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India can't object to US sleeping with the enemy

March 29, 2010 09:54 IST

The US may need to develop a closer relationship with Pakistan to deal with Pakistani state-sponsored terrorism, but it should take India into confidence, writes K Subrahmanyam.
T
he Pakistan-US strategic dialogue held in Washington DC on 24-25 March has generated a mix of hope and despair in India. There is some hope in US bonafides vis-a-vis India, as the US was firm in advising Pakistan to deal with the water issue with India according to the procedure laid down in the Indus waters treaty, refused to change its stand on the Kashmir issue and just listened to Pakistan's case on its having a nuclear deal similar to the one India has with the US.

But there is despair on the possibility of the Pakistan Army coming up with more tricks to avoid taking action against the Lashkar-e-Tayiba (LeT), considered Pakistan's asset in its strategic arsenal against India. Having persuaded the Pakistan Army to initiate action against three of the five jehadi organisations listed by President Obama as entities to be disrupted, dismantled and defeated, the US administration is generous with its praise of the Pakistani Army. The three are the Pakistani Taliban, Afghan Taliban and al Qaeda.

The Pakistan Army has given no indication of its intention to act against LeT or the Haqqani network. It is particularly puzzling to the Indians that in the immediate wake of David Headley's plea bargain establishing the continuing operations of the LeT in India and the US, and its close links with ex-army officers  and the ongoing attempts at terrorism on the US mainland by jehadis associated with LeT, the American side has chosen to adopt a muted stand on the issue of LeT.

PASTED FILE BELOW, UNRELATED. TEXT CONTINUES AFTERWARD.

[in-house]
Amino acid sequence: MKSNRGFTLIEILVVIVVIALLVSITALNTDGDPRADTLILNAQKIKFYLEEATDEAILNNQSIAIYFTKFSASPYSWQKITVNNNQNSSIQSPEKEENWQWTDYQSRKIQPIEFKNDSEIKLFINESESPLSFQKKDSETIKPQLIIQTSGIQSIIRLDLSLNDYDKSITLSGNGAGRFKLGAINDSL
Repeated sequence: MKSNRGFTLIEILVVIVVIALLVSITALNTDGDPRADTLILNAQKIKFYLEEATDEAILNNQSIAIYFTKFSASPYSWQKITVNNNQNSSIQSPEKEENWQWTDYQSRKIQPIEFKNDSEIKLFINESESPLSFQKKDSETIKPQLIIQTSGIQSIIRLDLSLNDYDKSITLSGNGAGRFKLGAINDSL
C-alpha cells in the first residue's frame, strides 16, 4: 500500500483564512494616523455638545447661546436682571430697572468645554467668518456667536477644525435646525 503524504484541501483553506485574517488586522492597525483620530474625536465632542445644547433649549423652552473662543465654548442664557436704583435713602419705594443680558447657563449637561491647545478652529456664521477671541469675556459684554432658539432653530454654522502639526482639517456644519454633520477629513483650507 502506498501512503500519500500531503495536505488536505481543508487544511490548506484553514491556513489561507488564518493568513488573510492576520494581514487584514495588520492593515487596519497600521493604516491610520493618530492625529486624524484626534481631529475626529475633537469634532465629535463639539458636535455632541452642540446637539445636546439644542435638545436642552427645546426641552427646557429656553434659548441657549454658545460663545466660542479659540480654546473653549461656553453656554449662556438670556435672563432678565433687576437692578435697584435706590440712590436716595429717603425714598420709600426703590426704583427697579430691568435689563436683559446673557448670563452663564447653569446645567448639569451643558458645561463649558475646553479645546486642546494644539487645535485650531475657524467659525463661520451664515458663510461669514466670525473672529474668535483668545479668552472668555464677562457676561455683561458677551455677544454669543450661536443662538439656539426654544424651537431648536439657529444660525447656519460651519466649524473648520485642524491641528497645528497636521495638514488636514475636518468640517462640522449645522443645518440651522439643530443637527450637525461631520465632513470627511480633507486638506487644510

There is a widespread view in India that just as President Pervez Musharraf joined the US in October 2001 in Operation Enduring Freedom to save the Taliban and al Qaeda from destruction, the present alignment of Pakistani Army policy with US policy may be designed to save and preserve the LeT and the Haqqani network for future terrorist use. Already, a representative of extremist leader Gulbuddin  Hekmatyar, an ally of Haqqani, has contacted Afghanistan President Hamid Karzai. Hekmatyar is a long time favourite of the Pakistan Army and the bete noire of the US.

This development raises fears that the Pakistan Army is planning to install its henchmen in Kabul when the Americans start drawing down their forces in Afghanistan in 2011.

The flip-flop of the Americans in respect of allowing Indian authorities access to David Headley is yet another issue which makes many Indians wonder whether we are back in the days of the Bush-Musharraf era, when the US looked away as General Musharraf gave a safe haven to the al Qaeda and Taliban, nurtured the LeT and allowed all of them to strengthen themselves. 

President Obama, in his speech on 27 March, referred to the mixed record of those years and promised to hold the Pakistanis accountable. However, the US authorities, now looking away from lack of action against the LeT, would appear to indicate that the Pakistani Army may find it easy to repeat their past tricks. This is the basis of Indian despair vis-a-vis the Americans.